25Layman, p. 345.

284

THE

WHITE

DE VIL

Brac.

I have drunk Lethe. Vittoria? My dearest happiness? Vittoria? (IV.ii. 129-30)

When the Duke is poisoned his speech is at first full of "brain-sick language"; then, as he nears death, he seems incapable of speech at all. It is therefore a stirring rhetorical as well as theatrical moment when the dying man, silent at first during the terrible harangue of his murderers, is "come to himself again," gathering his remaining strength for a cry which is at once a clear-eyed cry for help and an affirmation of his love, a love which one critic calls "deep and selfless," transcending all the evil and suffering of the play.26 But the Duke's words may also be seen as a terrible revelation. His first words in the play were "Quite lost Flamineo" (I.ii.3), and when he first wooed Vittoria he declared with a lover's hyperbole, "if you forego me / I am lost eternally" (207-208). At her suggestion he committed great crimes; his murderers' taunts then have a ring of truth: Lod. Devil Bracciano. Thou art damn'd. Gasp. Perpetually. Lod. A slave condemn'd, and given up to the gallows Is thy great lord and master. Gasp. True: for thou Art given up to the devil. Lod. 0 you slave! You that were held the famous politician; Whose art was poison. Gasp. And whose conscience murder. (V.iii. 151-56) Moreover, the scene with the "Franciscans" is an exact parody of the Commendatio Animae, the holy rite of commending a departing soul to God, with which aJacobean audience would have been familiar.27 This sacred rite calls for the dying person, when he feels at the point of death, to say "Jesu, Jesu, Jesu." Here Bracciano calls not upon his savior, but upon the woman who has brought about his damnation: "Vittoria? Vit26H. T. Price, p. 729. Price goes on to say, "this love, a source of so much evil and suffering, remains a thing of strength and beauty. Probably in his final cry 'Vittoria? Vittorial' Brachiano transcends his crimes and brings salvation upon himself. Webster shows the same transfiguration in Vittoria, who, on learning of Brachiano's death, " exclaims, '0 me! this place is hell.' "Susan H. Mc Leod, "The Commendatio Animae and Bracciano's Death Scene in Webster's The White Devil," AN&Q, 14(December 1975): 50-52.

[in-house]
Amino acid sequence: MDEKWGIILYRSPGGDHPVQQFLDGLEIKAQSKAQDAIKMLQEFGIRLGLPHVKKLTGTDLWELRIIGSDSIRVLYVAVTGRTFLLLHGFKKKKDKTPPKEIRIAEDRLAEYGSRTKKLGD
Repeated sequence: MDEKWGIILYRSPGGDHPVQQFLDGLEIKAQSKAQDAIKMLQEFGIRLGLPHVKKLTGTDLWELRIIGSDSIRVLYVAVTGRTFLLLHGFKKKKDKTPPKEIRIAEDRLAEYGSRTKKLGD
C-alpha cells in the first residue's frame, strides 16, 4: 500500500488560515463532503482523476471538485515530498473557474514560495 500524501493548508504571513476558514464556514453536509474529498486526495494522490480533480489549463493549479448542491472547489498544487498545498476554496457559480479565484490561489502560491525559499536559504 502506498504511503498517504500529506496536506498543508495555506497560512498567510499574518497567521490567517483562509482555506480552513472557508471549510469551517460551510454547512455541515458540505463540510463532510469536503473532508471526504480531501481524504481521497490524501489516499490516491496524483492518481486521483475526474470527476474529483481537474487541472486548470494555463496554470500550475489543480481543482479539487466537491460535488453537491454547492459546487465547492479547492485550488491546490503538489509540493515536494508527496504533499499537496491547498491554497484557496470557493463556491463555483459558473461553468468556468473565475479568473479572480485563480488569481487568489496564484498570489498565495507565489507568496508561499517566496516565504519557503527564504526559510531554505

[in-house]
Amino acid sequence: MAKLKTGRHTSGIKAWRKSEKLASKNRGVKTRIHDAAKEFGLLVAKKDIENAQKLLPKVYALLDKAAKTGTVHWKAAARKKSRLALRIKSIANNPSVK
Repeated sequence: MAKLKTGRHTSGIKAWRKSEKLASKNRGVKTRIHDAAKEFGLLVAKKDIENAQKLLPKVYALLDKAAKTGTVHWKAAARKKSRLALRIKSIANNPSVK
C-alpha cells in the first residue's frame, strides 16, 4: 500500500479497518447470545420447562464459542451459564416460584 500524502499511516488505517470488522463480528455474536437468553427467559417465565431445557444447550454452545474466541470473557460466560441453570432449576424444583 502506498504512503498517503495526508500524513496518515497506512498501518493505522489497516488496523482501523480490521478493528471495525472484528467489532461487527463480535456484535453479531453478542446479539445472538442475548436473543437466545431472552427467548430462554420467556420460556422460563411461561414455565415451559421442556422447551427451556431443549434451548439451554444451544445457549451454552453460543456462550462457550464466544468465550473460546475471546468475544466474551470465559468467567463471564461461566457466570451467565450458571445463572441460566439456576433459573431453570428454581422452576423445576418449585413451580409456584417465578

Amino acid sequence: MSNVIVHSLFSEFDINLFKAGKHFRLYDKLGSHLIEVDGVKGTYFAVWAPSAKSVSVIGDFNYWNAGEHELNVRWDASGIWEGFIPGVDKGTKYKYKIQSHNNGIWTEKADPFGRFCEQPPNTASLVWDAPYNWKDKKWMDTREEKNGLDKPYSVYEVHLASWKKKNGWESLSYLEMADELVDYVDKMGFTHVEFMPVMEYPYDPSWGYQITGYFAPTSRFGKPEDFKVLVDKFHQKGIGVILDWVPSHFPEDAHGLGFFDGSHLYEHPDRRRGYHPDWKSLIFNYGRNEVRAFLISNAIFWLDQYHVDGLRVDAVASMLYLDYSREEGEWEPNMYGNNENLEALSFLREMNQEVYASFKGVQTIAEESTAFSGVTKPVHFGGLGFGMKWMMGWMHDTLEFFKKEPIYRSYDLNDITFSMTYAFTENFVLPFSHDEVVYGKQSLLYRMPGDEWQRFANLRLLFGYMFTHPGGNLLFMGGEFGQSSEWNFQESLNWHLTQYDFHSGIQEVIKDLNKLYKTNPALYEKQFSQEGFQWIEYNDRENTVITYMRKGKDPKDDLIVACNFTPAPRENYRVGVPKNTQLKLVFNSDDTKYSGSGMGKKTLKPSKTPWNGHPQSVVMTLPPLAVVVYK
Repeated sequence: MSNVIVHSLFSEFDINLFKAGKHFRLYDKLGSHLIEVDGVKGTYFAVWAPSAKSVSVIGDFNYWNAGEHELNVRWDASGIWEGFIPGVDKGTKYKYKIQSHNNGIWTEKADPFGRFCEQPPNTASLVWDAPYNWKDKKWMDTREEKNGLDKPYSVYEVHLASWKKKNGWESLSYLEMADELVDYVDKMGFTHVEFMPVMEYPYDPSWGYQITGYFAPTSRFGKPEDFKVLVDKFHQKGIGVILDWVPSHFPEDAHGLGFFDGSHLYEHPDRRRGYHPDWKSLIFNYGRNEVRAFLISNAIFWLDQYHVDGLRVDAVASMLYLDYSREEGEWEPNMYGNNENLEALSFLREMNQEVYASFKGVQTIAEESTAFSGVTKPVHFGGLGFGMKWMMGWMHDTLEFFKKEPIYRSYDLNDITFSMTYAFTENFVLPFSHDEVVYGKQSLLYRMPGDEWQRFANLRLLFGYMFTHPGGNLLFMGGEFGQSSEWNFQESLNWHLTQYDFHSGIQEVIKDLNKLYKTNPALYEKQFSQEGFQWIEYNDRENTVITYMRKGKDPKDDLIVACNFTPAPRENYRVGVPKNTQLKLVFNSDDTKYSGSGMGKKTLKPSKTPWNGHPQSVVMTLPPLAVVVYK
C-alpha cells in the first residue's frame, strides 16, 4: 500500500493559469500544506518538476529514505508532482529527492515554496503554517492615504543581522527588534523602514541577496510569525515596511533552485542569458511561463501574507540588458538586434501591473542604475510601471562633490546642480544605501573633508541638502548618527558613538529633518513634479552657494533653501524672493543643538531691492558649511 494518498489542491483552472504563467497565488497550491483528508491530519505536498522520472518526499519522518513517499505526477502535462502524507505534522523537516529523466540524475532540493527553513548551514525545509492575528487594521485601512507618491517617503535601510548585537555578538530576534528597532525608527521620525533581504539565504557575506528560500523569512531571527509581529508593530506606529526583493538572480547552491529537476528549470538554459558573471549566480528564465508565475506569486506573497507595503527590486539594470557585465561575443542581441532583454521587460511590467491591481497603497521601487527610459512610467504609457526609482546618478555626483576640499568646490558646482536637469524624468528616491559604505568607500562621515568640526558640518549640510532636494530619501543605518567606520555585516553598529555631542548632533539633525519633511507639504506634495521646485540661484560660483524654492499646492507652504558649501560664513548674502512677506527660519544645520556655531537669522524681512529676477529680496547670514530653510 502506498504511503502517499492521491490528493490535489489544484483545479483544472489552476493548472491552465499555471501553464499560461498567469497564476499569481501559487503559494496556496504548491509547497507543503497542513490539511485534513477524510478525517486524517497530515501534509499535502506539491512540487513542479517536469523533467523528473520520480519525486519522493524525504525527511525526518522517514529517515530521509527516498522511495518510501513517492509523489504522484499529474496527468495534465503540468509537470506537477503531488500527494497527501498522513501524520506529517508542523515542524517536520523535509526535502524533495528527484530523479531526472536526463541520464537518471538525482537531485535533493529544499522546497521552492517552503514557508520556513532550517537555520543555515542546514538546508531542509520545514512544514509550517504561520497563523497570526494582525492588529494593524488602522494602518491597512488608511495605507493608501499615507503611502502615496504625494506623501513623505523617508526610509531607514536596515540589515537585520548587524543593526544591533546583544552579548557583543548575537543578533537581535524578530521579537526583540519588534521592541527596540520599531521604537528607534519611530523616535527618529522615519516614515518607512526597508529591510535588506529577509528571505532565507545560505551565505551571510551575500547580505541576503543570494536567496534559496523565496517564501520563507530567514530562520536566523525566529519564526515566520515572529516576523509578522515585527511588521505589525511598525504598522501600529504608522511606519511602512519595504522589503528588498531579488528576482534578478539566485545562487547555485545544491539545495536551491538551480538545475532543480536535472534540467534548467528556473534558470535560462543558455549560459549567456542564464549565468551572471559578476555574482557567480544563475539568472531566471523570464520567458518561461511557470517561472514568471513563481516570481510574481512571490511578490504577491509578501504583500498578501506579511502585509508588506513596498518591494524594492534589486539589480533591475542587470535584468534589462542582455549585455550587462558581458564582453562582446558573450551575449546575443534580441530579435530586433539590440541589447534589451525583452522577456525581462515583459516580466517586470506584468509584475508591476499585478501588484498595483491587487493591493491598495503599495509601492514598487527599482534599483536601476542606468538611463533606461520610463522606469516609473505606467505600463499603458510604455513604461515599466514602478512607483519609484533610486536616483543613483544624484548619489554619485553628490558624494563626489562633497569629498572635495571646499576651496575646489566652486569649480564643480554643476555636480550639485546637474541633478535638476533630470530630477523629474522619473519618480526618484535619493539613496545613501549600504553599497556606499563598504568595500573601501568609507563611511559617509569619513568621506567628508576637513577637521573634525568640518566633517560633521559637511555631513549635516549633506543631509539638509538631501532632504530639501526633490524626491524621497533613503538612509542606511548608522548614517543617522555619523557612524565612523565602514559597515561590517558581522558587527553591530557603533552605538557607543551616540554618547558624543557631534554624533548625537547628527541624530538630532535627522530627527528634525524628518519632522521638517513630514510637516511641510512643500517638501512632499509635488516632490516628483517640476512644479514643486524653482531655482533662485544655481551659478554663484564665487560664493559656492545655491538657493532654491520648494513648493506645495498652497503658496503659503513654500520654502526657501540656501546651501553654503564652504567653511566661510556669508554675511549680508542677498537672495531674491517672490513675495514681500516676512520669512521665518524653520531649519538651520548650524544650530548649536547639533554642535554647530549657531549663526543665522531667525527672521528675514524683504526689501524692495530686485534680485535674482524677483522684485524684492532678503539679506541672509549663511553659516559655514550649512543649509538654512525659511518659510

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toria!" That there is a dual rather than a triune repetition is significant.


Bracciano had told Vittoria earlier: "Thou hast led me .
.

. to my

eternal ruin. Woman to man / Is either a god or a wolf' (IV.ii.89, 91-92). But in fact Vittoria is both to Bracciano, having led him to this moment which is at once triumphant and terrible. The duality of her nature, expressed in Bracciano's cry, is not like that of Spenser's Duessa, masking foulness with fair show. Vittoria is in fact a "reconciliation of opposites,"28 a synthesis of the play's dialectic; she is, in the language of the play, an excellent devil, a glorious strumpet, the devil in crystal, a diamond in darkness, a white devil. This, then, is the design I see in Webster's play, a design of duality which informs the characterization, the action, the visual elements, the very language of the work. It is not the sort of formal element we are used to in nineteenth- and twentieth-century drama, but it is nevertheless a master-motive, one such as we might find in a piece of music. It is a thread to follow amidst complexity; it is the "path or friendly clew" which serves to guide us through what is not, after all, an artistic wilderness. San Diego State University

28Bradbrook, p. 187.